classic 6 nyc apartment
Apartments in this 1908 building cost between $300 and $720 to rent. Via: NYPL Digital Collections

These apartments are big and offer lots of amenities, but they didn’t typically come with large closets. Most families, even wealthy ones, didn’t have nearly as many clothes and belongings as we do today. However, some apartments did come with separate dressing rooms for those with large wardrobes to accommodate.

A defining feature of this style of apartment, many of which were built between 1910 and 1940, was that they had a long hallway by which to access all the rooms. That is, except for the maid’s room, which was sometimes accessible to the kitchen without having to enter the hallway. It was largely thanks to the standardization of elevators that such large apartments in 10-story or higher buildings could be made functional.

Loft Apartments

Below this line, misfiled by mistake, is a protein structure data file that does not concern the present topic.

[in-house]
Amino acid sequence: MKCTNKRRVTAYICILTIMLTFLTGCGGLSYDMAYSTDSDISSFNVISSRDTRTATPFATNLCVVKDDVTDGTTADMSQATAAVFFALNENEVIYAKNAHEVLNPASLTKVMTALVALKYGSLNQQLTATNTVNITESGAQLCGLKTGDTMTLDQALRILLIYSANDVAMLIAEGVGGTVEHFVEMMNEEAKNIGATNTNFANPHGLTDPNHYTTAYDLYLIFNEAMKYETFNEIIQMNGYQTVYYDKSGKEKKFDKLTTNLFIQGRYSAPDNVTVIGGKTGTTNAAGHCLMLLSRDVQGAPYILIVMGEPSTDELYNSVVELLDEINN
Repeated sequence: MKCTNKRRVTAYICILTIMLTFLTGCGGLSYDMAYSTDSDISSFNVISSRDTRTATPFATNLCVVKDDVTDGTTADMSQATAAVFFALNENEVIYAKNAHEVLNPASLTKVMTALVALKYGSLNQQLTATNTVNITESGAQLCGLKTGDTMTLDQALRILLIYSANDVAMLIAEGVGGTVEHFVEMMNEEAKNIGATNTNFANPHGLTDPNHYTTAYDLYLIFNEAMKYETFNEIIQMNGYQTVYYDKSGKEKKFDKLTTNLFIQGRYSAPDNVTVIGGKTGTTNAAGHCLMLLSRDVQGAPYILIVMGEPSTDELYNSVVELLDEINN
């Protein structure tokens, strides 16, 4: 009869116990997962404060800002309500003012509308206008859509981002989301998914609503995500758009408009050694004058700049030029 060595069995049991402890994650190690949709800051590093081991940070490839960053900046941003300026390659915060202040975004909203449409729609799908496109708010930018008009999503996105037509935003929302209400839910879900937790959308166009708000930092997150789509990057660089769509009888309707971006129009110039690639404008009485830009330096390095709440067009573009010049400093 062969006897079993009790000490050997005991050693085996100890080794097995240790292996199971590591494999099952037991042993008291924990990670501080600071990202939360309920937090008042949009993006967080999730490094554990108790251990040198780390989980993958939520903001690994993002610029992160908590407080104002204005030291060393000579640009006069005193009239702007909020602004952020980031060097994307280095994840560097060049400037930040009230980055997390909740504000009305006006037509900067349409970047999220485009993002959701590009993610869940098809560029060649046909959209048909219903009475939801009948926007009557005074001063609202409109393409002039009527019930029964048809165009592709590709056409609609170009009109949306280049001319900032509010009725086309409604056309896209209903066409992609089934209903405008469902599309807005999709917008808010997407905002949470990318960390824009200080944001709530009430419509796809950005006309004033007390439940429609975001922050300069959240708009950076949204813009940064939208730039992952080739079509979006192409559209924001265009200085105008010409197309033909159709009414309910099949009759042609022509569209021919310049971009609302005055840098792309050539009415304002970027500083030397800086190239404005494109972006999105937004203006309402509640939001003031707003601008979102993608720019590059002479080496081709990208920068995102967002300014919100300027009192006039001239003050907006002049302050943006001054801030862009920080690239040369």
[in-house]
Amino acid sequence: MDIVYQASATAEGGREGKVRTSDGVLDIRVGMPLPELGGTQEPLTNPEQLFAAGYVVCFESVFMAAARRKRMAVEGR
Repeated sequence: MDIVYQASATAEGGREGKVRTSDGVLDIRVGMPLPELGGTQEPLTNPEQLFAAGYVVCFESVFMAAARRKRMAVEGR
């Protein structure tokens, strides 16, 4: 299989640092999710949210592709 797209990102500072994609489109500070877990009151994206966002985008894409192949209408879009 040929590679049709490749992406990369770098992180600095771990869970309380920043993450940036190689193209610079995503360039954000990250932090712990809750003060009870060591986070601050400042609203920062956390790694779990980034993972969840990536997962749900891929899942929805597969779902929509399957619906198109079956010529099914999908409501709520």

The first loft apartments as we know them were found in Soho (an acronym of South Of HOuston street). In the early days of the industrial revolution scores of factories within the city employed countless numbers of immigrants and working class people. Everything from typewriters to clothing to watches and books were made in these buildings. In order to cut down on electricity costs they often were built with giant windows to allow the workers to see what they were working on. When manufacturing began to move from the city to areas with cheaper rent and more space to build custom factories, those old lofts with their high ceilings, open floor plans, and huge windows began to be rented out as residential and artist spaces.

NYC Soho Loft buildings
Via: Radoslav Bali/Unsplash